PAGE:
When Lajoie found out that in fact his $2,600 salary was $400 less than the salary of Delahanty, Lajoie was very upset.
In 1901, the American League was formed as a competitor to the National League in baseball.
The American League sought to attract top National League players, such as Lajoie.
1901 All-Americans – Nap Lajoie, Rube Waddell side by side in the top row. pic.twitter.com/wIjOYdTs3S
— BaseballHistoryNut (@nut_history) March 24, 2021
The Philadelphia Athletics in the American League offered Lajoie a salary of $4,000, and Lajoie “jumped” from the Phillies to the Athletics.
“The Phillies opened their season and drew 6,000 fans. A week later, when we opened, there were 16,000 in the stands. The American League was here to stay.”
John Rogers filed litigation to attempt to block Lajoie from moving to the Athletics from the Phillies.
While the litigation was pending, Lajoie had an outstanding season for the Athletics in 1901.
Lajoie led the American League with a .426 batting average, in 544 at bats, in 1901.
His .426 batting average is the highest batting average ever recorded in the American League, the highest batting average ever recorded in major league baseball in the 20th or 21st centuries, and the fourth highest batting average ever recorded in major league baseball history.
In also leading the American League in runs batted in (125) and home runs (14) in 1901, Lajoie is one of only 15 players in major league baseball history to win baseball’s “Triple Crown”.
Lajoie also led the American League in 1901 in runs scored (145), hits (232), doubles (48), on-base percentage (.463), and slugging percentage (.643).
He also hit 14 triples and stole 27 bases.
In an 11-9 Athletics loss to the Chicago White Sox on May 23, 1901, Lajoie was so feared as a batter that he was intentionally walked with the bases loaded.
The Athletics had a 74-62 record and finished in fourth place in the American League in 1901.
Lajoie was managed in 1901 by future National Baseball Hall of Famer Connie Mack.
“He plays so naturally and so easily it looks like lack of effort. Larry’s reach is so long and he’s fast as lightning, and to throw to at second base he is ideal. All the catchers who’ve played with him say he is the easiest man to throw to in the game today. High, low, wide – he is sure of everything.”
Consistent with Mack’s comments, Lajoie, who threw righty, was an excellent fielder.
He led the American League in 1901 (as he also did in 1903, 1906, and 1908) in putouts by a second baseman (395 in 1901) and (as he also did in 1906, 1907, 1908, and 1913) in fielding percentage by a second baseman (.960 in 1901).
In April, 1902, following a decision by the Pennsylvania Supreme Court in favor of John Rogers, Rogers obtained an injunction preventing Lajoie from playing for any other major league team other than the Phillies.
Nap Lajoie mounted an early challenge to void the reserve clause in his contract
The court told Nap: "the provisions of the contract are reasonable & the consideration is fully adequate"
Happy Birthday Nap 9/5/1874 🎂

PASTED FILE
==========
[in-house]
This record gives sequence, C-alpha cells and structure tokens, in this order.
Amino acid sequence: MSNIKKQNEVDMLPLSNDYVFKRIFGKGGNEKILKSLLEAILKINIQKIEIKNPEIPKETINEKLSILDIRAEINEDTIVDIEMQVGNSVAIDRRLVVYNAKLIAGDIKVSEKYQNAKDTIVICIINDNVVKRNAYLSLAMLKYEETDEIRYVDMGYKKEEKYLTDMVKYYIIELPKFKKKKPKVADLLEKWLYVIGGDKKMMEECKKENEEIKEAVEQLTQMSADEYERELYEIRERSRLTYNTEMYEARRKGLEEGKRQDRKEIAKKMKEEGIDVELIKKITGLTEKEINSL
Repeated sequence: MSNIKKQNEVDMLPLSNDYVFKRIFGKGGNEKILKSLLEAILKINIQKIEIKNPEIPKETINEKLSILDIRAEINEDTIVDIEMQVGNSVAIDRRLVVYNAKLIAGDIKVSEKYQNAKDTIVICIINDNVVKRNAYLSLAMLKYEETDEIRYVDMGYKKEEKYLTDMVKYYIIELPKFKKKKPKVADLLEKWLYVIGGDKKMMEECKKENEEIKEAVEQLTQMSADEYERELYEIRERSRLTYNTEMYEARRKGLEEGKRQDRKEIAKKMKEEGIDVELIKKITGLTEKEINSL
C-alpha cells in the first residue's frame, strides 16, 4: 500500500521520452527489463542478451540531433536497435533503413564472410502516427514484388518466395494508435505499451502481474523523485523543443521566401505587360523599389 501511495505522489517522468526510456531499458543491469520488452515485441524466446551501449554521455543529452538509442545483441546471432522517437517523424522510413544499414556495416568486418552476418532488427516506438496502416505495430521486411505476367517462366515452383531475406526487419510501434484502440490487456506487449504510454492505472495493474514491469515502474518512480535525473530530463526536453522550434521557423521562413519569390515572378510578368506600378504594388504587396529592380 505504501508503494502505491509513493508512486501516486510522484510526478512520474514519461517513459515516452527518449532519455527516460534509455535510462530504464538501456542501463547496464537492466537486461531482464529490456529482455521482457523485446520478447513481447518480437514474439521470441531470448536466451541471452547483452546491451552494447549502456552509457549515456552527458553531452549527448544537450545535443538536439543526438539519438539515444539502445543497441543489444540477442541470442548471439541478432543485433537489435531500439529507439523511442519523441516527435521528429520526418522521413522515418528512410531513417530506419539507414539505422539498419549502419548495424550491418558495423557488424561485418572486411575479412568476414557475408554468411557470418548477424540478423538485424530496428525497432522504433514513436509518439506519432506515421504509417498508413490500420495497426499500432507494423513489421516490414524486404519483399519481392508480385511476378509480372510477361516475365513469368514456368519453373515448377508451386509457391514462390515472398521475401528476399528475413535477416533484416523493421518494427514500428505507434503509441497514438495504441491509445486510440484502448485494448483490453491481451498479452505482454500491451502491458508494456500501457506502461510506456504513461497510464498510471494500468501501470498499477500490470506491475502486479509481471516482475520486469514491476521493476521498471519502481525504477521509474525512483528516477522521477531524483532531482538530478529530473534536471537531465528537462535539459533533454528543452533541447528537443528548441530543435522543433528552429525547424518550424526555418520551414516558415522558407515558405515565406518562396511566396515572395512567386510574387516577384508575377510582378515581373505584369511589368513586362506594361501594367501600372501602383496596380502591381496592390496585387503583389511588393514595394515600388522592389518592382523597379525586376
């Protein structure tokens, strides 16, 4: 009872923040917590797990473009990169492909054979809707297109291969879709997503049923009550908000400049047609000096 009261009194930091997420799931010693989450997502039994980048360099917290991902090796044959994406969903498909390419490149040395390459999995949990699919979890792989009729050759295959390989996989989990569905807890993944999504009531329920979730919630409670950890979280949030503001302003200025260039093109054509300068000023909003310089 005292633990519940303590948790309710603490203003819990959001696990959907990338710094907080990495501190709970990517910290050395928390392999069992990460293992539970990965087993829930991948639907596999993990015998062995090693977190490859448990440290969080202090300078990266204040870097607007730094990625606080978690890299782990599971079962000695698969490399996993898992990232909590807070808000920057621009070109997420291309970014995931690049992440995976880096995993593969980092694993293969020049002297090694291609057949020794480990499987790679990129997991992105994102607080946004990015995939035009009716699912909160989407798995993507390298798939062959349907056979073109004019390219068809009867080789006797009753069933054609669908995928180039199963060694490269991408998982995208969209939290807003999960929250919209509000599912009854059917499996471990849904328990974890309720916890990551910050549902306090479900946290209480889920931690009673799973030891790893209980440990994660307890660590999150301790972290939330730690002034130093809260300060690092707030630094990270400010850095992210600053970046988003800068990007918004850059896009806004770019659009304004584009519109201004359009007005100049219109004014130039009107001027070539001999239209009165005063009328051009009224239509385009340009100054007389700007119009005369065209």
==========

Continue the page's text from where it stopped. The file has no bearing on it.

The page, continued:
Phil Ball Club v Lajoie (Pa 1902)#BaseballandtheLaw 34-38 pic.twitter.com/4Iw6xqsNjU
— #BaseballandtheLaw ⚾️ 🏛 (@BaseballandLaw) September 5, 2020
The injunction was later interpreted to be only enforceable in the state of Pennsylvania, and thus could only prevent Lajoie from playing for the Athletics or for other American League teams playing games against the Athletics in Philadelphia.
"Substantial justice between the parties requires the court to restrain Lajoie from playing for another club" while under his contract with the @Phillies
4/21/1902 @SupremeCtofPa enjoined Nap Lajoie from jumping teams in a precursor case to free agency#BaseballandtheLaw 34-38 pic.twitter.com/to88cyTJNa
— #BaseballandtheLaw ⚾️ 🏛 (@BaseballandLaw) April 21, 2021
Given the injunction, the Athletics decided to transfer Lajoie and pitcher Bill Bernhard to the Cleveland franchise (then known officially as the Bluebirds, and unofficially as the Blues, Bronchos, or Broncos) in the American League.
In his first game for the Cleveland franchise, a 4-3 Cleveland victory over the Boston Americans on June 4, 1902, Lajoie (hitting “cleanup”) had a double, drove in one run, and scored one run.
“I knew from that day I was going to be happy in Cleveland.”
Because of the legal issues, Lajoie (playing at a height of six feet and one inch and a weight of 195 pounds) played in only 87 games, 86 with Cleveland, in 1902.
Lajoie, with a .378 batting average in 352 at bats, led the American League in batting average for the second consecutive year.
He also posted 65 runs batted in, hit seven home runs and 35 doubles, stole 20 bases, and had an on-base percentage of .419 and a slugging percentage of .565, in 1902.
The Cleveland franchise had a 69-67 record and finished in fifth place in the American League in 1902.
In recognition of Lajoie, based on a newspaper poll, the Cleveland franchise changed its team name to the Naps in 1903.
Nap Lajoie of the Cleveland Naps (AL) standing on the field with his bat during practice, 1903 pic.twitter.com/izYNKyBaVc
— The Skimmers (@TheSkimmers) February 19, 2021
With a .344 batting average in 485 at bats, Lajoie led the American League in batting average for the third consecutive year in 1903.
He also led the American League in slugging percentage (.518).
In 1903, Lajoie also posted 93 runs batted in, hit seven home runs, 41 doubles, and 11 triples, and stole 21 bases.